Translator Disclaimer
26 January 2017 Dietary responses of Sahul (Pleistocene Australia-New Guinea) megafauna to climate and environmental change
Author Affiliations +

Throughout the late Quaternary, the Sahul (Pleistocene Australia—New Guinea) vertebrate fauna was dominated by a diversity of large mammals, birds, and reptiles, commonly referred to as megafauna. Since ca. 450–400Ka, approximately 88 species disappeared in Sahul, including kangaroos exceeding 200 kg in size, wombat-like animals the size of hippopotamuses, flightless birds, and giant monitor lizards that were likely venomous. Ongoing debates over the primary cause of these extinctions have typically favored climate change or human activities. Improving our understanding of the population biology of extinct megafauna as more refined paleoenvironmental data sets become available will assist in identifying their potential vulnerabilities. Here, we apply a multiproxy approach to analyze fossil teeth from deposits dated to the middle and late Pleistocene at Cuddie Springs in southeastern Australia, assessing relative aridity via oxygen isotopes as well as vegetation andmegafaunal diets using both carbon isotopes and dental microwear texture analyses. We report that the Cuddie Springs middle Pleistocene fauna was largely dominated by browsers, including consumers of C4 shrubs, but that by late Pleistocene times the C4 dietary component was markedly reduced. Our results suggest dietary restriction in more arid conditions. These dietary shifts are consistent with other independently derived isotopic data from eggshells and wombat teeth that also suggest a reduction in C4 vegetation after ∼45 Ka in southeastern Australia, coincident with increasing aridification through the middle to late Pleistocene. Understanding the ecology of extinct species is important in clarifying the primary drivers of faunal extinction in Sahul. The results presented here highlight the potential impacts of aridification on marsupial megafauna. The trend to increasingly arid conditions through the middle to late Pleistocene (as identified in other paleoenvironmental records and now also observed, in part, in the Cuddie Springs sequence) may have stressed the most vulnerable animals, perhaps accelerating the decline of late Pleistocene megafauna in Australia.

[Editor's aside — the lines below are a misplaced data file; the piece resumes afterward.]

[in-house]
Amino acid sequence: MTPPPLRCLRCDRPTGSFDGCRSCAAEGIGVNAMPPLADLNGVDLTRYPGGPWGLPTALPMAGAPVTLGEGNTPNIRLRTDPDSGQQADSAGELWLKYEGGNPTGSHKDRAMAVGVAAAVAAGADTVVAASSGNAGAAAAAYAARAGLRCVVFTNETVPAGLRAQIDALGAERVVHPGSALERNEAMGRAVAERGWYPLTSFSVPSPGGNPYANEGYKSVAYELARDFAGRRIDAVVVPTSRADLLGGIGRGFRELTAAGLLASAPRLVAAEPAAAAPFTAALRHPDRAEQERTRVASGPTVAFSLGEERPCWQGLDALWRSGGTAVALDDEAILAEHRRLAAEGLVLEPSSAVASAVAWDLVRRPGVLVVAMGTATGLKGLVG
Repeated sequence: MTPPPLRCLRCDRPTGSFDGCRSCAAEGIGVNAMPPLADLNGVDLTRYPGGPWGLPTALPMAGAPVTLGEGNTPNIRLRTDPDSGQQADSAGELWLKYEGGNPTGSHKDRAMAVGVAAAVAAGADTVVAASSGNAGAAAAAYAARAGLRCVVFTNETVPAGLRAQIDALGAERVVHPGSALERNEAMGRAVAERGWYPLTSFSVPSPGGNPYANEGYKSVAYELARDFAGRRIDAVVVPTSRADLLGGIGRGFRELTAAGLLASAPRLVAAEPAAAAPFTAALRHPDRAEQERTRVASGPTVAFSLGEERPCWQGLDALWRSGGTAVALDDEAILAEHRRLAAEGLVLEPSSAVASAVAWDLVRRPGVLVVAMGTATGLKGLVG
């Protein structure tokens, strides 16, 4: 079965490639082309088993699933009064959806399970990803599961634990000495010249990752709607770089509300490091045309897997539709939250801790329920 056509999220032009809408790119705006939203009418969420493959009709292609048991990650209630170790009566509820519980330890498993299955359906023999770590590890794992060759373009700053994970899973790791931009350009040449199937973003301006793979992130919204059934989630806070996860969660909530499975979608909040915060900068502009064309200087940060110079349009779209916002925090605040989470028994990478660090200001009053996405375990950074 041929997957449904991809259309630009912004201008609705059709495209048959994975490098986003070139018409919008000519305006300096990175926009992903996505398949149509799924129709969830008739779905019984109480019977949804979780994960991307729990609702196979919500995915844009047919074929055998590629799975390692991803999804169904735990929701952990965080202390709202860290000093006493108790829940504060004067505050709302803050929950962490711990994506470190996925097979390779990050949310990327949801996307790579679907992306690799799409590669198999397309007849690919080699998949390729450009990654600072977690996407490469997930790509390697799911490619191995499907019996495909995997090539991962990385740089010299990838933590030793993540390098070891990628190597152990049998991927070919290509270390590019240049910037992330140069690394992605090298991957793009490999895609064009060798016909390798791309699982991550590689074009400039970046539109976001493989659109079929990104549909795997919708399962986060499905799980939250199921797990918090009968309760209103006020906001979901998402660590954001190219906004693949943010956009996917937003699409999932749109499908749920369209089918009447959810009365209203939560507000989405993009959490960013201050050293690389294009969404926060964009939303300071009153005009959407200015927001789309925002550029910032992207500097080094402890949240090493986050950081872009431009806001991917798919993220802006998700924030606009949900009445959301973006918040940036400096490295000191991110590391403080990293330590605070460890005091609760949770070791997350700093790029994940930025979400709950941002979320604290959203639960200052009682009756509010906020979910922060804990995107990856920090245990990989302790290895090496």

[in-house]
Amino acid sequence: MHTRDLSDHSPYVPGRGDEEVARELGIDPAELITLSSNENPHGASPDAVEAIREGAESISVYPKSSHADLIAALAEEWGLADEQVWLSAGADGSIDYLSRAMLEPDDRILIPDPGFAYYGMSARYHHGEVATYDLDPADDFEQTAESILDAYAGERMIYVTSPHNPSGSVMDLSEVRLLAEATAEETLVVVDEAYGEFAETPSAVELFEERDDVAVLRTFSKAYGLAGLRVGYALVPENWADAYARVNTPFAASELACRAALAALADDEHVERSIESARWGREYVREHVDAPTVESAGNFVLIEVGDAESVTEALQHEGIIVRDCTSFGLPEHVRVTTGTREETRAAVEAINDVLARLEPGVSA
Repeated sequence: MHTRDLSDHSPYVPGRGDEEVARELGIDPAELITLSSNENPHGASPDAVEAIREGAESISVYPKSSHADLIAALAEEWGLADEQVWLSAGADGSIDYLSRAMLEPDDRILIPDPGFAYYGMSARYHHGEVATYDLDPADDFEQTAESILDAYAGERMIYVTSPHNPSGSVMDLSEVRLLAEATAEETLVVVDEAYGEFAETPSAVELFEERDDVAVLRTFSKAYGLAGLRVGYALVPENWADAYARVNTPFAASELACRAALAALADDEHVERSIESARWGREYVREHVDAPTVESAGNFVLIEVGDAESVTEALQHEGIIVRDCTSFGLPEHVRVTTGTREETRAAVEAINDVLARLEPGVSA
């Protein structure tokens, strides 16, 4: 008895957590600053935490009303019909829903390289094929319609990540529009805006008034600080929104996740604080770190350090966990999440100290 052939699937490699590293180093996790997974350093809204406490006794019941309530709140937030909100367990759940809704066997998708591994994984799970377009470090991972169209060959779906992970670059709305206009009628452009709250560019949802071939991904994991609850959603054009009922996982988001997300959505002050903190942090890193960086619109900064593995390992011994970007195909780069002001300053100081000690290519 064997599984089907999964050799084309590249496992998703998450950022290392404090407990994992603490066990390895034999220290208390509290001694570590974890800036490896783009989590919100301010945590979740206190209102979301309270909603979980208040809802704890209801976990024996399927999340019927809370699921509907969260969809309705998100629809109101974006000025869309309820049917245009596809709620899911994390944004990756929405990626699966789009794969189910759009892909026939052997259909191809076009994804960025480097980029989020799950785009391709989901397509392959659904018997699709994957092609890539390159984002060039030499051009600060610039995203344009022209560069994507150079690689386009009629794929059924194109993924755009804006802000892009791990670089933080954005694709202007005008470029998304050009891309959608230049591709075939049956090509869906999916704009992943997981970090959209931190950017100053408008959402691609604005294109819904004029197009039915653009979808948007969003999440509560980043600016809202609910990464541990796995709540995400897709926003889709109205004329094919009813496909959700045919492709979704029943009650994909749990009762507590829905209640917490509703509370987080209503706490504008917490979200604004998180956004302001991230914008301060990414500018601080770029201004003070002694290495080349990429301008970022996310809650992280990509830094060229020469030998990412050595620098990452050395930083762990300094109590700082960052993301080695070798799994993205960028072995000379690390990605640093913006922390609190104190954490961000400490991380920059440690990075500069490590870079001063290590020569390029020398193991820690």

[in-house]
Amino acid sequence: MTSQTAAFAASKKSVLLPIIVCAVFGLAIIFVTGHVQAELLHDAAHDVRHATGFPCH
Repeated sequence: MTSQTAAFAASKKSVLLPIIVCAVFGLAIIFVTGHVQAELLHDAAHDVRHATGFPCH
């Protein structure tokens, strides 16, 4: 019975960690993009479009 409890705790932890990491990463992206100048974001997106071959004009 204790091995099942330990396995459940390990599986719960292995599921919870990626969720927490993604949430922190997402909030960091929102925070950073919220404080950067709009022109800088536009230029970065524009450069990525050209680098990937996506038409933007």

© 2017 The Paleontological Society. All rights reserved. This is an Open Access article, distributed under the terms of the Creative Commons Attribution licence (, which permits unrestricted re-se, distribution, and reproduction in any medium, provided the original work is properly cited.
Larisa R. G. DeSantis, Judith H. Field, Stephen Wroe, and John R. Dodson "Dietary responses of Sahul (Pleistocene Australia-New Guinea) megafauna to climate and environmental change," Paleobiology 43(2), 181-195, (26 January 2017).
Accepted: 1 November 2016; Published: 26 January 2017

Back to Top